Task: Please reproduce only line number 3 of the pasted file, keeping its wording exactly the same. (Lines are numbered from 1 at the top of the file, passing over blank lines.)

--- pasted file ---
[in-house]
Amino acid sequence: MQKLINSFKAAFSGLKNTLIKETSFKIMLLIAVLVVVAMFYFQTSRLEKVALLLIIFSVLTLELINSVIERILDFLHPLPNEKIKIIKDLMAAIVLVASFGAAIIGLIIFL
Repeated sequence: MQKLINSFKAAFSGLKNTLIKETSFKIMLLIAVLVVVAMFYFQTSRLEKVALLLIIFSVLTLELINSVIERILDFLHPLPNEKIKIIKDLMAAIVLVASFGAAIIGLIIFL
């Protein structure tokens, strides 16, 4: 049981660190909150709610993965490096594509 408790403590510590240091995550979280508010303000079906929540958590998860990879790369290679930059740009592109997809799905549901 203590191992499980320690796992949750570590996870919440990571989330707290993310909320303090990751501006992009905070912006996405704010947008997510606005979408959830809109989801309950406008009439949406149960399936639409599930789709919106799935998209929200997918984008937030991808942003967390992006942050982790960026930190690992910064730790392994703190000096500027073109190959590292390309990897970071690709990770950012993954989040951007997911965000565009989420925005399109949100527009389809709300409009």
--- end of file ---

Repeated sequence: MQKLINSFKAAFSGLKNTLIKETSFKIMLLIAVLVVVAMFYFQTSRLEKVALLLIIFSVLTLELINSVIERILDFLHPLPNEKIKIIKDLMAAIVLVASFGAAIIGLIIFL